July 12, 2014
Today I learned that not only does Twitter have a limit on how many accounts you can follow — it’s 2,000 — but also that Steve Buttry considers this to be an annoying limitation on the ability of journalists to do their jobs.
And it’s not just him. A post he wrote on the subject a year ago continues to receive dozens of readers a day:
That post is now my second most-read post, with more than 19,000 views. Day after day, nearly a hundred people come to my post, invariably from Google, looking for help with Twitter’s follower limit (97 came on Thursday, 83 on Friday).
I’ve come across people on Twitter who follow over a thousand other accounts, and have marvelled at their ability to do so. How do they keep up? Is it even possible?
Buttry’s solution — curated lists — is one I’ve used myself. You create lists based on various subjects and add Twitter accounts to them. It helps get you organized and reduces the number of accounts you need to keep on top of. Some lists will be more worthy of your attention than others. In fact, you might even want to organize them in terms of priority.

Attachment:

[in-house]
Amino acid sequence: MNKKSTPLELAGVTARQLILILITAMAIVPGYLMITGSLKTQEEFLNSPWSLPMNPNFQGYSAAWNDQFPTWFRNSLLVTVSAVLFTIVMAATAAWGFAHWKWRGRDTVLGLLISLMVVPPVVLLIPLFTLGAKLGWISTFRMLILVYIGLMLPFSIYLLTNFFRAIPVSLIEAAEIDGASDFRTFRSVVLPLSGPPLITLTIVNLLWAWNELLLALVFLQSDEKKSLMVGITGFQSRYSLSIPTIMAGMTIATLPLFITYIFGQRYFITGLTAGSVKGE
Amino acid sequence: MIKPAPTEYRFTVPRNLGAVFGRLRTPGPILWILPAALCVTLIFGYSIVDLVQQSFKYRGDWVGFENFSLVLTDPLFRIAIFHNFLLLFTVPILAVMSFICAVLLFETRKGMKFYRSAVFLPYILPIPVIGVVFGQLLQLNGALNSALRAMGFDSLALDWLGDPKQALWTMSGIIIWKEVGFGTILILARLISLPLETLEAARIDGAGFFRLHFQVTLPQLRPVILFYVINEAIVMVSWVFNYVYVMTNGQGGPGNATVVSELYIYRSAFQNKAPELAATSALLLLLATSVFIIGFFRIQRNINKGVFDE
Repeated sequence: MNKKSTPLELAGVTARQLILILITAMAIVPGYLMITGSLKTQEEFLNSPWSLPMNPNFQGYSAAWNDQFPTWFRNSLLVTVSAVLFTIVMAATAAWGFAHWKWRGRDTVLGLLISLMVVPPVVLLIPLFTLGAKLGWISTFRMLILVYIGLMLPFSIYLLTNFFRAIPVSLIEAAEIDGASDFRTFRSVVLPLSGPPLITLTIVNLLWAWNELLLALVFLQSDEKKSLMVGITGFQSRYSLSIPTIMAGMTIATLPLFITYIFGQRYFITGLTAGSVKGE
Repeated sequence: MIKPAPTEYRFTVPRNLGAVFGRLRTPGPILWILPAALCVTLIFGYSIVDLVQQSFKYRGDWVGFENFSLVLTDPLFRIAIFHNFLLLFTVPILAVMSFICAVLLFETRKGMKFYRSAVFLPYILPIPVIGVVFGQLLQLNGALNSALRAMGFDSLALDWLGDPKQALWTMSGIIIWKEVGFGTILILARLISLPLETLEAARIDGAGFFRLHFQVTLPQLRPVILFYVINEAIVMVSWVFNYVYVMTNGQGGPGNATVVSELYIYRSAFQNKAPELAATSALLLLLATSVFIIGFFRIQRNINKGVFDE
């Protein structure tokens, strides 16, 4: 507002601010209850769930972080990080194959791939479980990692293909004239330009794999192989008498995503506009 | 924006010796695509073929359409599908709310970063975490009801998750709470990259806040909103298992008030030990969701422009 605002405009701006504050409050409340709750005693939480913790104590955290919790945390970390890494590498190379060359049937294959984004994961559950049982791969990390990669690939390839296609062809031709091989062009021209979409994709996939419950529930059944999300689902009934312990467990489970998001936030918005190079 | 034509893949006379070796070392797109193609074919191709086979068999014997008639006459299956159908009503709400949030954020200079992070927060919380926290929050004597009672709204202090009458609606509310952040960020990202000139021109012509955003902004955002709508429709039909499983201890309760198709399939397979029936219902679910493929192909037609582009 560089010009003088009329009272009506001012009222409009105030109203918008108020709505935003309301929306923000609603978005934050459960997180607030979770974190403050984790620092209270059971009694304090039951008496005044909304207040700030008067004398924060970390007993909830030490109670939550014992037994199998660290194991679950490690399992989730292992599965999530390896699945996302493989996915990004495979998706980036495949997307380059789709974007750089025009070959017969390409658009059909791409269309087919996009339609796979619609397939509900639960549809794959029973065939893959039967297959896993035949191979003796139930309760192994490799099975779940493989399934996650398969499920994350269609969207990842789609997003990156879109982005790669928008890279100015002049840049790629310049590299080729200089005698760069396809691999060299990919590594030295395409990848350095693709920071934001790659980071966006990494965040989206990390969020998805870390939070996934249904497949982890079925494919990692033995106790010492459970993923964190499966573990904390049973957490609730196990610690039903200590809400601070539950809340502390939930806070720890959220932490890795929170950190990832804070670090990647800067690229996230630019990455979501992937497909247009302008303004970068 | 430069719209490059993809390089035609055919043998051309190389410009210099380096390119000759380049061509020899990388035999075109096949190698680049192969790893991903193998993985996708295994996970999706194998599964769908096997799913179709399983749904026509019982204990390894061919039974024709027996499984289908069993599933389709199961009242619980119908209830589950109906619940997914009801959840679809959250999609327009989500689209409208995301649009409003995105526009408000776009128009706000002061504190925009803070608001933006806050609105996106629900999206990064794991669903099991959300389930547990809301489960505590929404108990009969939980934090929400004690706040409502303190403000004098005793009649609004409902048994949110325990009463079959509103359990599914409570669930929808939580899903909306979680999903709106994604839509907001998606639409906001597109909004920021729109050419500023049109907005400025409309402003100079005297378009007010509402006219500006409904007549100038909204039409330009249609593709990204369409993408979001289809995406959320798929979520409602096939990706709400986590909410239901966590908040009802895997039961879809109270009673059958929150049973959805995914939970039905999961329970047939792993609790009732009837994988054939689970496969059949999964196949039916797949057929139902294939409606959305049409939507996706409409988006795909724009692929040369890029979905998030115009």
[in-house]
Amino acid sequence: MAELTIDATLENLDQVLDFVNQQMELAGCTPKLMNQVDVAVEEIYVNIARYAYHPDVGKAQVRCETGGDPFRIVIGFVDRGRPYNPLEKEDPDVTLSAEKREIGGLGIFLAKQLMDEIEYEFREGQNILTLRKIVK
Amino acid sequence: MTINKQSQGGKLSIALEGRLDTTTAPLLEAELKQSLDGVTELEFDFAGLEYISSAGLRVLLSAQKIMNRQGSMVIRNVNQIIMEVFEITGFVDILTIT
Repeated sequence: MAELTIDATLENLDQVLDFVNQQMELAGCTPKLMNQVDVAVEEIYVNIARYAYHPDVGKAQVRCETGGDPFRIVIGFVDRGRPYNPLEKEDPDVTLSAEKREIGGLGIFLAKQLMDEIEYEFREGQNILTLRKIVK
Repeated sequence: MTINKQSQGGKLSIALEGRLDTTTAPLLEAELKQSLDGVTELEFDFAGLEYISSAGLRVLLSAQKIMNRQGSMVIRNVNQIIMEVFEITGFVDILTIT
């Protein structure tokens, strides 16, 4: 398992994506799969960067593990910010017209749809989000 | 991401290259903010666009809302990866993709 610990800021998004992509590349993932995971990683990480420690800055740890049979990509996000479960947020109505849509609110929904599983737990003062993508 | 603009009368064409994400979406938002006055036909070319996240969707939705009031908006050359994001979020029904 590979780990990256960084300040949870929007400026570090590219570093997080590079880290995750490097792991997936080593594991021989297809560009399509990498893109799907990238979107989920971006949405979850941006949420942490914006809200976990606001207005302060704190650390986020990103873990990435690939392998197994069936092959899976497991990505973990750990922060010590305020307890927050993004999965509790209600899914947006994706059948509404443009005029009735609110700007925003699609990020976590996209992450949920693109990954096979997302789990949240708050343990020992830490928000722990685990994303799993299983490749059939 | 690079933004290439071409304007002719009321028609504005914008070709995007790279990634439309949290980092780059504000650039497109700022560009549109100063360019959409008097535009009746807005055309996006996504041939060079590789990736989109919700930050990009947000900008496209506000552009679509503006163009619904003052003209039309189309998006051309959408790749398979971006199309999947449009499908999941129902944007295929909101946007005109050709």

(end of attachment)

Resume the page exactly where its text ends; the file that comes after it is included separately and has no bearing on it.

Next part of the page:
You don’t really need to follow someone unless you hope they will follow you back so you can establish a relationship with them. While it’s useful to create dialogue with community leaders via Twitter, it’s incomprehensible that you could keep track of thousands of them.
In fact, by using lists, you could drastically cut the number of accounts you follow to colleagues and regular sources. Why would you need to follow, say, a columnist, when all you really want are updates on what he’s writing?